The Spinners did make us take a spin

When I was in high school, it was in the middle of the Disco era of music. While the Disco era got people off their feet to dance, not all the music was substantive lyrically and repetition was the elixir. There are a few exceptions to this rule, one of which is The Spinners. Since the band started in its initial permutation in 1954, this may be a reason why. In fact the band, has had a number of members over the years, where former members easily outnumber the current ones (see below).

Per Wikipedia, “The Spinners are an American rhythm and blues vocal group that formed in Ferndale, Michigan, United States, in 1954. They enjoyed a string of hit singles and albums during the 1960s and 1970s, particularly with producer Thom Bell. The group continues to tour, with Henry Fambrough as the only original member…

When the Spinners signed to Atlantic in 1972, they were a respected but commercially unremarkable singing group who had never had a Top Ten pop hit — despite having been a recording act for over a decade. However, with songwriter Thom Bell at the helm, the Spinners charted five Top 100 singles (and two Top Tens) from their first post-Motown album, Spinners (1973), and went on to become one of the biggest soul groups of the 1970s.”

During the 1970s, they released a string of very good songs, that were easy to dance to, but also made you think. Here are a few of them, where I included a sample of lyrics.

It’s a shame

It’s a shame (shame) the way you mess around with your man
It’s a shame (shame) the way you play with my emotions
It’s a shame (shame) the way you mess around with your man
You’re like a child at play, on a sunny day
‘Cause you play with love, and then you throw it away

This song has a terrific musicality to it to match its lyrics about a woman who is routinely unfaithful to her man. I recognize the song could quite easily be reversed, but the lyrics are indeed powerful especially referring to her cunning efforts as a child at play.

Games People Play

Games people play
Night or day, they’re just not matching
What they should do
Keeps me feelin’ blue

Been down too long
Right, wrong, I just can’t stop it
Spending all day
Thinking just of you

This song reminds me of high school as much as any other, including the next one. Even high school students understand the context of the games people play. Later in the song, the bass voice comes in to co-anchor the lead and lifts the song further.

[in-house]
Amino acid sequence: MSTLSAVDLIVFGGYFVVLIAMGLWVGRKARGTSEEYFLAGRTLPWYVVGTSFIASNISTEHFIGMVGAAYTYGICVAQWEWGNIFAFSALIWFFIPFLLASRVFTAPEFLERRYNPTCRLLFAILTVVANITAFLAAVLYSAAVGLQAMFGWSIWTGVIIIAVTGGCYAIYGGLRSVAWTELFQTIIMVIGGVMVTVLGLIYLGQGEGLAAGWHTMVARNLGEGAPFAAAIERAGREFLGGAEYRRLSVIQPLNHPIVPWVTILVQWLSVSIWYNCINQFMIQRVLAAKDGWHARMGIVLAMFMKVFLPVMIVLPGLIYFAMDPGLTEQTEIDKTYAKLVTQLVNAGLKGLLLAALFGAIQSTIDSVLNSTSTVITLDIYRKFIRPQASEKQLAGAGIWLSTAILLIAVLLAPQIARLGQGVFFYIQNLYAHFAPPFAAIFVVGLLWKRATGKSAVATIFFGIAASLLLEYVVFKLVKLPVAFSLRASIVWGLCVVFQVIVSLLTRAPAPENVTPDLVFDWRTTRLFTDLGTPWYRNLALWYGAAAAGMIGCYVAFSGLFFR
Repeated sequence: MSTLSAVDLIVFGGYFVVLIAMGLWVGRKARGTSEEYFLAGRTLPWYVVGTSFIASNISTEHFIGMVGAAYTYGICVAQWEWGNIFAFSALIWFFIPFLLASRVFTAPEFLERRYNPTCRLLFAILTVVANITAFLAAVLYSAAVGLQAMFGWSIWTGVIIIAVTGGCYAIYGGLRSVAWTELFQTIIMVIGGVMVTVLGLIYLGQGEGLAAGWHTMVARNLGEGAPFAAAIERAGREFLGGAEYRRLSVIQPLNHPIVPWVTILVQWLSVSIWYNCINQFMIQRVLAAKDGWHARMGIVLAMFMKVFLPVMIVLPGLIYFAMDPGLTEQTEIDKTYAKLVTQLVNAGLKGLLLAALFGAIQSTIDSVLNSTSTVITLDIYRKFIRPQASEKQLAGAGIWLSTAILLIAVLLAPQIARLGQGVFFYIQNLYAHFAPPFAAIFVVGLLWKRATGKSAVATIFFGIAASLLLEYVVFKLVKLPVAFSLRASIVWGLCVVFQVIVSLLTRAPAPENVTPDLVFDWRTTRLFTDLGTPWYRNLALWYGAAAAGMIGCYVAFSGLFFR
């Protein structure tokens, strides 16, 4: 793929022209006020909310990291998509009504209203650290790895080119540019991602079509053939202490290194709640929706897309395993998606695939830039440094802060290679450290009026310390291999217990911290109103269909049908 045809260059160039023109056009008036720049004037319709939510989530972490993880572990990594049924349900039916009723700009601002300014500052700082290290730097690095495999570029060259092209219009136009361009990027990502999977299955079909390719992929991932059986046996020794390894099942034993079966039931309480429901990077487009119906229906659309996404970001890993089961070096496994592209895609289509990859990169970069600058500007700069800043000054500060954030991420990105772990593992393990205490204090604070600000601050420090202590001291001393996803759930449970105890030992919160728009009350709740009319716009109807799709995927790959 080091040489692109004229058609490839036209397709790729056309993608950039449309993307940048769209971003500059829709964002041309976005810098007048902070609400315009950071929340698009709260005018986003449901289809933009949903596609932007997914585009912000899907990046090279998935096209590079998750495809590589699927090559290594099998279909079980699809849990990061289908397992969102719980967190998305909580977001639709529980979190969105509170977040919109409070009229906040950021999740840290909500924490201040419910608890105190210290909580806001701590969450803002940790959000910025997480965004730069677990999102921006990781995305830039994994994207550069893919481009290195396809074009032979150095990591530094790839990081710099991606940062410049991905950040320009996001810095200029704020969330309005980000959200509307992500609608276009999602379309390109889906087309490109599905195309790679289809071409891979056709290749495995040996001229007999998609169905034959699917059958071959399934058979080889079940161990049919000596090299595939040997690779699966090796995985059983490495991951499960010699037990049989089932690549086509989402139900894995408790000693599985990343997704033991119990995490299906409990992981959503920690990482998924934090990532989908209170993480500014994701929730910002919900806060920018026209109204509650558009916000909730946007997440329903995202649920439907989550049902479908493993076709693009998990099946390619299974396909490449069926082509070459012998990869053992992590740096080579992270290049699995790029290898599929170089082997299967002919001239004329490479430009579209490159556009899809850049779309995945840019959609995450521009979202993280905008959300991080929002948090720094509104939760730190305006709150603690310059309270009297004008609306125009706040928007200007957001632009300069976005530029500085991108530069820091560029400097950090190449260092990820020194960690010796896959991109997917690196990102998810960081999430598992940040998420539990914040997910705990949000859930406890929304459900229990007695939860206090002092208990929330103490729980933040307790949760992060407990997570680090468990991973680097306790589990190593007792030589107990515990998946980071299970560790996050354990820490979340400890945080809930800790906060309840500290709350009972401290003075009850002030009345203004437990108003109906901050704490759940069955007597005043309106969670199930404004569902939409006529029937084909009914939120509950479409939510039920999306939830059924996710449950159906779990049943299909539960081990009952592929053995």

The Rubberband Man

Hand me down my walkin cane
Hand me down my hat
Hurry now and don’t be late
‘Cause we ain’t got time to chat

You and me, were goin out
To catch the latest sounds
Guaranteed to blow your mind
So high, you won’t come down

Along with The Commodores’ “Brick House,” The Spinners “The Rubberband Man” is just a fun song. The song jumps out of the gate with its opening lyric and leads us to “prepare ourselves for when the rubberband man starts to jam” on the dance floor.

But, the group had so much more to offer. Just to list a few more hits, some of which eclipsed the above songs in popularity.

I’ll be around

Could it be I’m falling in love

Mighty love

One of Kind Love Affair (see below for a link)

The Spinners were one of several R&B groups that I enjoyed. The Commodores, The Stylistics, Earth, Wind and Fire, The Bee Gees, et al, each had substantive musicality.and lyrics to offer during that time. The Bee Gees took a lot of grief for their success during this time, but they should be included on such a list, in my view.

Below, I list the many Spinners who helped us spin around the dance floor and in our cars as we motored around town to events or just to nowhere in particular. The members may have changed, but the music lives on.

Former members

Current members

  • Henry Fambrough (1954–present)
  • C.J Jefferson (2020-present)
  • Jessie Robert Peck (2009–present)
  • Marvin Taylor (2009–present)
  • Ronnie Moss (2013–present)

17 thoughts on “The Spinners did make us take a spin

      • The link gives you a clue: they were a folk group, often appeared on tv as they were audience-friendly. True folkies thought they were rubbish, though 😉

      • Clive, thanks. “True folkies” reminds me when Bob Dylan was considered a traitor for going electric. I love folk music, but that seemed to be a little anal to accuse Dylan. Keith

    • Agreed. It was an interesting decade with Disco and Punk Rock in its mix. But, there was some good R&B mixed in (including David Bowie cutting an album in Philly) along with The Eagles, Three Dog Night, Peter Frampton, Meatloaf, Eric Clapton, Boston et al throwing in many great rock songs. Bread was one of my favorite soft rock groups along with Sir Paul McCartney. Did you have any favorites? Keith

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